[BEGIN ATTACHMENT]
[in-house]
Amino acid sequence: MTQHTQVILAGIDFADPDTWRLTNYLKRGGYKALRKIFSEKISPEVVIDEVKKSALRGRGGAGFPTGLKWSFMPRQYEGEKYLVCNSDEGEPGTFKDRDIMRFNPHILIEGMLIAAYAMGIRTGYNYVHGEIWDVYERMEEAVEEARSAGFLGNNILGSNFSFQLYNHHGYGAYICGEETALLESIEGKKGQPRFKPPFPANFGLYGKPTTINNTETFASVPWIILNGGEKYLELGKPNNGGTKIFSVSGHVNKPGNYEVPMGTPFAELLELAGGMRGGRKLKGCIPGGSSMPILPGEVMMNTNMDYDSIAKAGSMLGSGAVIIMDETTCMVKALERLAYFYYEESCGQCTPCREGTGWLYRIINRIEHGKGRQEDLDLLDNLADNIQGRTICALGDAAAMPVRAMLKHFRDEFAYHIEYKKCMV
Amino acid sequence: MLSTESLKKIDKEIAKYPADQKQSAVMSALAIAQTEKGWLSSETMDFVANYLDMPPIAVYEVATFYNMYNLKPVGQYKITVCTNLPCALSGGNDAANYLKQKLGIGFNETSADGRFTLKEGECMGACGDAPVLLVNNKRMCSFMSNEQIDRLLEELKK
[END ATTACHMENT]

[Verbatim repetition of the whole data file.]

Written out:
[in-house]
Amino acid sequence: MTQHTQVILAGIDFADPDTWRLTNYLKRGGYKALRKIFSEKISPEVVIDEVKKSALRGRGGAGFPTGLKWSFMPRQYEGEKYLVCNSDEGEPGTFKDRDIMRFNPHILIEGMLIAAYAMGIRTGYNYVHGEIWDVYERMEEAVEEARSAGFLGNNILGSNFSFQLYNHHGYGAYICGEETALLESIEGKKGQPRFKPPFPANFGLYGKPTTINNTETFASVPWIILNGGEKYLELGKPNNGGTKIFSVSGHVNKPGNYEVPMGTPFAELLELAGGMRGGRKLKGCIPGGSSMPILPGEVMMNTNMDYDSIAKAGSMLGSGAVIIMDETTCMVKALERLAYFYYEESCGQCTPCREGTGWLYRIINRIEHGKGRQEDLDLLDNLADNIQGRTICALGDAAAMPVRAMLKHFRDEFAYHIEYKKCMV
Amino acid sequence: MLSTESLKKIDKEIAKYPADQKQSAVMSALAIAQTEKGWLSSETMDFVANYLDMPPIAVYEVATFYNMYNLKPVGQYKITVCTNLPCALSGGNDAANYLKQKLGIGFNETSADGRFTLKEGECMGACGDAPVLLVNNKRMCSFMSNEQIDRLLEELKK